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10. We’re a go-with-the-flow kind of couple, and we don’t have a schedule for our wedding.

How fun! I’ve photographed many weddings like that, and everyone has such a wonderful time. This kind of wedding works best where everything takes place in 1 location with a smaller number of guests.

I’ll still get hundreds great pictures, and I’ll check in with you before the wedding is over to go over any shots with friends or family that we might have missed.

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11. I like to have a detailed schedule and know exactly what’s going to happen.

That’s great too! Especially if it’s a larger wedding, a detailed schedule helps all of the wedding party, guests, and vendors know what to expect and where to be. I’ve done weddings that were timed down to the minute, and with all that extra planning beforehand, everything goes smoothly - especially if everything starts on time (and hair and makeup finishes on time).

I ask all brides for a copy of the wedding day and ceremony schedules (if you have them), and I will let you know if I have any concerns about whether there’s too much or not enough time allotted for each event.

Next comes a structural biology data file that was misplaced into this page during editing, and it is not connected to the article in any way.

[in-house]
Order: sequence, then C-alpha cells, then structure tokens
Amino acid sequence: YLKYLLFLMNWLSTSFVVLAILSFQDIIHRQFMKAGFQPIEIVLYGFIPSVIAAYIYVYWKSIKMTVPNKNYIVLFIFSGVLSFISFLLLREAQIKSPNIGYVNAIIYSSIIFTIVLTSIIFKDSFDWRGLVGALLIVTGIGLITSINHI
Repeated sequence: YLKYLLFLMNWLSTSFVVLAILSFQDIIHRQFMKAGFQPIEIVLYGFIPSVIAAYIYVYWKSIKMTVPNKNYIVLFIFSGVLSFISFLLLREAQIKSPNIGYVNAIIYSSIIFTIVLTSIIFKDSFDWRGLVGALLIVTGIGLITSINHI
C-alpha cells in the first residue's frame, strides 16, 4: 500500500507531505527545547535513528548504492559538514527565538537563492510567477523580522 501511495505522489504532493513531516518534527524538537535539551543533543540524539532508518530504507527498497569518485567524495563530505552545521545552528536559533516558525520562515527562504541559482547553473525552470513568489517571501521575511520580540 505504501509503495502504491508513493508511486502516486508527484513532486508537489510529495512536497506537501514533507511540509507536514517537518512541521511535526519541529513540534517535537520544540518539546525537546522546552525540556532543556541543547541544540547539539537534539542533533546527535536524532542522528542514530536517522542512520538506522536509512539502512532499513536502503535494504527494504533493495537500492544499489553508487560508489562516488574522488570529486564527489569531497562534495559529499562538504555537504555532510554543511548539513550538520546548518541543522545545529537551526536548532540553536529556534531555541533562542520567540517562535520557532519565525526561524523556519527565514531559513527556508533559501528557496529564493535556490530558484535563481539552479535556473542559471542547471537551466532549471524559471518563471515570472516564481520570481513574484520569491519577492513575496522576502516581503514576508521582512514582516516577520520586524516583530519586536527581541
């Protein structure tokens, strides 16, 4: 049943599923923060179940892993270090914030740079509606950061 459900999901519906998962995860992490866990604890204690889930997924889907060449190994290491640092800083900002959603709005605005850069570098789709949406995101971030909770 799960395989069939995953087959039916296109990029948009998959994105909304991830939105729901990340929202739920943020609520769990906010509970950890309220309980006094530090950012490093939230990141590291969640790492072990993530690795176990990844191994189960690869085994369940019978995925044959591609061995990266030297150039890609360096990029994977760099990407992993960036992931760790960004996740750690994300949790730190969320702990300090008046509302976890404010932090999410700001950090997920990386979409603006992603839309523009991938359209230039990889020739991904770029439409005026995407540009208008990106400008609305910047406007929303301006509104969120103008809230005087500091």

If you have many different groups that you want pictures with (friends from childhood, high school, community groups, etc.), it’s helpful to notify them in advance that you’d like to get a picture with them because some guests may need to leave early.

If you have a tight schedule, you may consider hiring a wedding coordinator or asking a friend to help everyone remain on schedule. It’s a good idea to have someone watching the clock and keeping things moving if there’s a lot of people and you want to finish on time, or eat when the food is ready. You may also consider delegating keeping track of the schedule to someone in your wedding party.

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12. I don’t get along with someone in my family.

Unfortunately this is a common issue, and I’m sorry. That can add a lot of stress to the entire wedding planning process.

Sometimes people come up to me and ask me to do something, or ask me to get the bride and groom to do something, and it’s helpful for me to know before the wedding if that’s someone whose help you want directing your wedding, or someone whose help you don’t want. 

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13. My cousin/friend/niece wants to take pictures during the wedding.

Your friends and family are welcome to take pictures! I do ask that they not move around the aisles or stand up in their seats (when the audience is seated) during the ceremony.

Be aware though that the bigger the camera (or iPad) that people have and the more pictures they take, the more those cameras will show up in photographs of the ceremony and reception.